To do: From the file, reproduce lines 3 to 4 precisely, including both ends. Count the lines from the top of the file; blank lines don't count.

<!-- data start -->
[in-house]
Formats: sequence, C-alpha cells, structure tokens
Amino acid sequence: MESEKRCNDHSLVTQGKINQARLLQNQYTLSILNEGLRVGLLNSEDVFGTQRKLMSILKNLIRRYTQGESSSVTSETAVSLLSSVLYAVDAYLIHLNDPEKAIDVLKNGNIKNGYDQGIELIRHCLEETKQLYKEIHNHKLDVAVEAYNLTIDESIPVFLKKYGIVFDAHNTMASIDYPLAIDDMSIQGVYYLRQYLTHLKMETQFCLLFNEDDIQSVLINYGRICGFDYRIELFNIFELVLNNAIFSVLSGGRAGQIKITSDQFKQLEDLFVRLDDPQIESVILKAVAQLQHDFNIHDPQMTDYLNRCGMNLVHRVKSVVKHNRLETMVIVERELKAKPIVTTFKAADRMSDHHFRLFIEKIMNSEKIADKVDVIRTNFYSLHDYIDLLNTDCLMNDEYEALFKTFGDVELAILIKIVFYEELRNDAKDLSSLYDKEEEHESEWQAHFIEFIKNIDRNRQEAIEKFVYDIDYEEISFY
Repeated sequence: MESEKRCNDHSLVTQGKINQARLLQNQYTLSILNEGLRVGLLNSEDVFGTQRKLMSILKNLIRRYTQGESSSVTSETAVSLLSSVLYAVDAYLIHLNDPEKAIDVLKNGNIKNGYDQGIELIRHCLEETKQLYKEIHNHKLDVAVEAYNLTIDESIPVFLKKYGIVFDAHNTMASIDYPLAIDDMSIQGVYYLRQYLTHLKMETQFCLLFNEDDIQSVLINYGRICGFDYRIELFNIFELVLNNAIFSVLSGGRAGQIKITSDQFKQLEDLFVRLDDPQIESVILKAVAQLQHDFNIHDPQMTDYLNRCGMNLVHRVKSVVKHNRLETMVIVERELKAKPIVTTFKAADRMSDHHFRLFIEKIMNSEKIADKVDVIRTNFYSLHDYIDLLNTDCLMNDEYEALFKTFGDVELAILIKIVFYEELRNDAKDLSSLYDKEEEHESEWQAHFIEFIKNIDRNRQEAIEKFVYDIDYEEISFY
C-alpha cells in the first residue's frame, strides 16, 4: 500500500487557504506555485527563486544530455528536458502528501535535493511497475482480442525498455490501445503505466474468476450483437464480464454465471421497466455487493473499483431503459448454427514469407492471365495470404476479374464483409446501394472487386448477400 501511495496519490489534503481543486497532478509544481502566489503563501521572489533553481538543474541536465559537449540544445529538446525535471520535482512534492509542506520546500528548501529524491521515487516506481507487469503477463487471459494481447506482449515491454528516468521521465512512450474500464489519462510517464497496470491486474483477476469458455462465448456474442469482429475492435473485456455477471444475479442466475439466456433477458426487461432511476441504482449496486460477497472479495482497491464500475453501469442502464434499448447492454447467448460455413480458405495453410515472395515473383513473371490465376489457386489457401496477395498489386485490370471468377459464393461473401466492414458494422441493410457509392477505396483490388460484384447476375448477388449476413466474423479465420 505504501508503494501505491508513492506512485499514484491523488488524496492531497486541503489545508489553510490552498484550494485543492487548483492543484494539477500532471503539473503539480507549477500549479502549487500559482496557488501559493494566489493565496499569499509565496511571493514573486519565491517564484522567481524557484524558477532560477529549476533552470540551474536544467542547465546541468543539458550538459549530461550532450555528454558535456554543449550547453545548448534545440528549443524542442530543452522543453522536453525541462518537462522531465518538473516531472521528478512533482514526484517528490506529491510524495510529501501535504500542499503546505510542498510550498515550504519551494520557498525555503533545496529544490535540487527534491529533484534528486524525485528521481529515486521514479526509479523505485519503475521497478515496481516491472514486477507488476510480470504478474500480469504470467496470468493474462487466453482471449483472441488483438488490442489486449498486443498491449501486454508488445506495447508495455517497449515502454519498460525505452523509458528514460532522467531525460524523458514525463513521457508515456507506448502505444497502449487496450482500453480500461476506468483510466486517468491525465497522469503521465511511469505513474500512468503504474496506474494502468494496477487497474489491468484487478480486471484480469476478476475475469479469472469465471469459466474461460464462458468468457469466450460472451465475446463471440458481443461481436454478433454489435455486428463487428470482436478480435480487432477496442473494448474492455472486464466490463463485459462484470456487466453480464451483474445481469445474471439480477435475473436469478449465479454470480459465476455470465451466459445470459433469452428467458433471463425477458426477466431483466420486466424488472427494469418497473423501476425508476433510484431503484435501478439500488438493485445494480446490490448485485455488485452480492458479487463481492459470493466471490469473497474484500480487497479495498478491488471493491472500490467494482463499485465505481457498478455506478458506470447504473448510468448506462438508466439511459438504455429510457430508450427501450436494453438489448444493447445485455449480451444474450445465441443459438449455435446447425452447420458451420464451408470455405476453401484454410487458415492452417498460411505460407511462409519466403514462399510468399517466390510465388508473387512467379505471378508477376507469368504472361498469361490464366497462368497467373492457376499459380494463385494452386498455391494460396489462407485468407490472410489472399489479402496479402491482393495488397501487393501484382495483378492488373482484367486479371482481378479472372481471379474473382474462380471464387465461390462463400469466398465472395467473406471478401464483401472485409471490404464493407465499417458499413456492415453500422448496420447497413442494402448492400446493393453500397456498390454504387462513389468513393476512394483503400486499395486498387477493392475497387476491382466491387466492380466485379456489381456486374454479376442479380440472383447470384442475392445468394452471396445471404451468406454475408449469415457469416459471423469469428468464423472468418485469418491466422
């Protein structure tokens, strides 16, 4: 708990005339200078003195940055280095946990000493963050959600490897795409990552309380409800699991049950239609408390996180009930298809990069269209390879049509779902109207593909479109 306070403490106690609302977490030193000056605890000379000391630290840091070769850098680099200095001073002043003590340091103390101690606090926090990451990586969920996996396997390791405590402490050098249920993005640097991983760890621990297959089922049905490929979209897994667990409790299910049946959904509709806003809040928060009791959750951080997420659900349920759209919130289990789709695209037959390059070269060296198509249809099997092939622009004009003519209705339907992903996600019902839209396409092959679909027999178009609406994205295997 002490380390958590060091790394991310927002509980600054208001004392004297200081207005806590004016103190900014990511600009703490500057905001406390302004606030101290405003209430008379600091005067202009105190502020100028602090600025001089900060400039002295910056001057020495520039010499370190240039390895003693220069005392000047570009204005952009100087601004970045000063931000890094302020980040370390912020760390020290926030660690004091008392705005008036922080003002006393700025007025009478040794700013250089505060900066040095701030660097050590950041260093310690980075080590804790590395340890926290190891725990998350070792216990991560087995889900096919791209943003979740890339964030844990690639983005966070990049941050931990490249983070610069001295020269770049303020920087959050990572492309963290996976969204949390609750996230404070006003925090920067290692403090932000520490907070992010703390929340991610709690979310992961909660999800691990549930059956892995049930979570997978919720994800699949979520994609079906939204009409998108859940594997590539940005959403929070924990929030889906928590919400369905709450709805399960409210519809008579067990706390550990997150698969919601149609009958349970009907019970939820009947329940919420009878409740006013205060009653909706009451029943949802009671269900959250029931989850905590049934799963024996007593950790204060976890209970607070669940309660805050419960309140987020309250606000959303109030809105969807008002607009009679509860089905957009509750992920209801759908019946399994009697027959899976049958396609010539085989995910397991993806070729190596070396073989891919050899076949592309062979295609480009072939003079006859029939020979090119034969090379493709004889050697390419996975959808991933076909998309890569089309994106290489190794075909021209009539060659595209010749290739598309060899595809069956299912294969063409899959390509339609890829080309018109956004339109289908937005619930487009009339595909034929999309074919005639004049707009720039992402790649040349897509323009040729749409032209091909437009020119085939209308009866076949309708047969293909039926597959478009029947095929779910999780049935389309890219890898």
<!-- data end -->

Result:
Amino acid sequence: MESEKRCNDHSLVTQGKINQARLLQNQYTLSILNEGLRVGLLNSEDVFGTQRKLMSILKNLIRRYTQGESSSVTSETAVSLLSSVLYAVDAYLIHLNDPEKAIDVLKNGNIKNGYDQGIELIRHCLEETKQLYKEIHNHKLDVAVEAYNLTIDESIPVFLKKYGIVFDAHNTMASIDYPLAIDDMSIQGVYYLRQYLTHLKMETQFCLLFNEDDIQSVLINYGRICGFDYRIELFNIFELVLNNAIFSVLSGGRAGQIKITSDQFKQLEDLFVRLDDPQIESVILKAVAQLQHDFNIHDPQMTDYLNRCGMNLVHRVKSVVKHNRLETMVIVERELKAKPIVTTFKAADRMSDHHFRLFIEKIMNSEKIADKVDVIRTNFYSLHDYIDLLNTDCLMNDEYEALFKTFGDVELAILIKIVFYEELRNDAKDLSSLYDKEEEHESEWQAHFIEFIKNIDRNRQEAIEKFVYDIDYEEISFY
Repeated sequence: MESEKRCNDHSLVTQGKINQARLLQNQYTLSILNEGLRVGLLNSEDVFGTQRKLMSILKNLIRRYTQGESSSVTSETAVSLLSSVLYAVDAYLIHLNDPEKAIDVLKNGNIKNGYDQGIELIRHCLEETKQLYKEIHNHKLDVAVEAYNLTIDESIPVFLKKYGIVFDAHNTMASIDYPLAIDDMSIQGVYYLRQYLTHLKMETQFCLLFNEDDIQSVLINYGRICGFDYRIELFNIFELVLNNAIFSVLSGGRAGQIKITSDQFKQLEDLFVRLDDPQIESVILKAVAQLQHDFNIHDPQMTDYLNRCGMNLVHRVKSVVKHNRLETMVIVERELKAKPIVTTFKAADRMSDHHFRLFIEKIMNSEKIADKVDVIRTNFYSLHDYIDLLNTDCLMNDEYEALFKTFGDVELAILIKIVFYEELRNDAKDLSSLYDKEEEHESEWQAHFIEFIKNIDRNRQEAIEKFVYDIDYEEISFY